Millennials Promise Brighter Future for Gay Rights


Millennials, those aged between 18-29, are much more accepting of LGBT rights when compared to those 65 and over, says the Millennials, Religion & Gay and Lesbian Issues Survey carried out by Public Religion Research that was released this week.

Among Millennials, more than 6 out of 10 (62%) favor allowing same-sex marriage, 69% favor same-sex couples jointly adopting children, 71% support civil unions and 79% back LGBT-inclusive employment nondiscrimination legislation.

This compared to seniors where only 1 in 3 say they favor same-sex marriage (31%). Seniors also reported lower support for same-sex parent adoption (31%).

However, while seniors also offered a lower level of support for civil unions when compared to their younger counterparts, a majority report they favor granting same-sex couples access to civil unions (51%), while 58% also say they support nondiscrimination legislation for LGBTs.

The survey was designed and conducted by the Public Religion Research Institute and funded by the Arcus Foundation. Results of the survey were based on 3,000 bilingual (English and Spanish) telephone interviews, including 1,000 cell phone interviews, conducted between July 14 and July 30. The margin for error is +/- 2%  for the general sample and +/- 4.5% for the 18-29 year-old group at the 95% confidence level.

How support breaks down across the various demographics in this survey is also encouraging.

Around 49% of young self-identifying Republicans support allowing same-sex couples to marry. Only 19% of Republican seniors say they support such a move. That figure outstrips the general level of support among Republicans as a whole which stands at 31%.

Also of key interest may be that 44% of white evangelical Millennials also support same-sex marriage, compared to 12% of seniors, and far exceeding the general consensus among evangelicals which is at 19%.

Broadly speaking, other points of interest are that a majority (51%) of Americans now believe supporting same-sex marriage is the more socially acceptable position, and that most Americans accept LGBTs face difficulties in living life openly (51%).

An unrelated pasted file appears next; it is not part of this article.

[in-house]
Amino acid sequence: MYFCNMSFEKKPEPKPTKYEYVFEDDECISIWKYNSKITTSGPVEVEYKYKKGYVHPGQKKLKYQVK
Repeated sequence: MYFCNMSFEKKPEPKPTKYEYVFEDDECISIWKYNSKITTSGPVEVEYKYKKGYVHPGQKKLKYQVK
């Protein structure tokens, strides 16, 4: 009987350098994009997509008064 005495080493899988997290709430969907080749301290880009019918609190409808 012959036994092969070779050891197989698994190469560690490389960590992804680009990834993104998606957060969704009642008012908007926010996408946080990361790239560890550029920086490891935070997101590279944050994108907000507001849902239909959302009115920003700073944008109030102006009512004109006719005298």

Interestingly, 69% of Millennials say that religious groups are alienating younger adults by being too judgmental of gay and lesbian people. Over 6 in 10 Americans, including majorities across all major religious groups say that this unfriendly discourse from religious leaders is contributing to the high suicide rate among LGBT teens, either a lot (23%) or at least a little (44%).

So what can we take from this? The study’s authors think that it will mean 2011 will come to be a landmark where a tipping point on LGBT rights support was reached, especially among young conservatives. This seems reasonable given how well established the generational trend is when it comes to LGBT rights issues and also the acceleration that seems to have occurred over the previous couple of years.

However, I remain to be convinced on one of the more general points of discussion this survey has raised: that this spells an impending change among Republican legislators and conservative religious groups. Why? I would rather think that a gatekeeper effect will persist and slow — though not halt — change because, while Millennials may indeed be more accepting, it will be the established party and religious leaders who will be able to dictate the criteria for what makes a good candidate among the younger generation — as such, I would think they are likely to pick only those young people who share their views.

Public support for LGBT rights will perhaps necessitate a gradual weakening of this position until it becomes a non-issue, but the well observed disconnect between public opinion and political will might warn against an over reliance on the Millennials to bring about a change in the LGBT rights landscape in the short term.

That said, there is a great deal of positive news to take from this survey, especially as it seems to highlight the non-too distant prospect of a consensus regarding the need for LGBT equality.

To read the full report, click here.

To read the topline results, questionnaire and methodology, click here.

To read the press release, click here.

Related Reading:

Gay Solider on How Air Force Band Video Outed Him